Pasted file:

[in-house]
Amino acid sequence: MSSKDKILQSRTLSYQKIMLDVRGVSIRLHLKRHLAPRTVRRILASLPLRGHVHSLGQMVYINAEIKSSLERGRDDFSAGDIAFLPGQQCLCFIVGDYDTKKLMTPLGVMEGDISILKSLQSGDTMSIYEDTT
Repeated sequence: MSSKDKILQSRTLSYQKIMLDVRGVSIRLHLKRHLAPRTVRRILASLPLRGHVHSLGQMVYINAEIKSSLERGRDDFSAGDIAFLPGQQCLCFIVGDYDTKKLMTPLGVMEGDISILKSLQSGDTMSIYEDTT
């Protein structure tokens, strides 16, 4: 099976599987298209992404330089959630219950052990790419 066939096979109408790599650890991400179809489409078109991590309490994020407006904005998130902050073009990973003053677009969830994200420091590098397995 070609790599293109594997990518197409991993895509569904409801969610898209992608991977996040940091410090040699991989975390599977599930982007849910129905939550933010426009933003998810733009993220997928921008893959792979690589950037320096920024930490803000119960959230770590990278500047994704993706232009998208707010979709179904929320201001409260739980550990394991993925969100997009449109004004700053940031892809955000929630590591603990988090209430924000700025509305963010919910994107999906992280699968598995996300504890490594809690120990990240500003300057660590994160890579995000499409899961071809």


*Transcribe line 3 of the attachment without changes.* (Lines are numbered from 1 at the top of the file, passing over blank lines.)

Repeated sequence: MSSKDKILQSRTLSYQKIMLDVRGVSIRLHLKRHLAPRTVRRILASLPLRGHVHSLGQMVYINAEIKSSLERGRDDFSAGDIAFLPGQQCLCFIVGDYDTKKLMTPLGVMEGDISILKSLQSGDTMSIYEDTT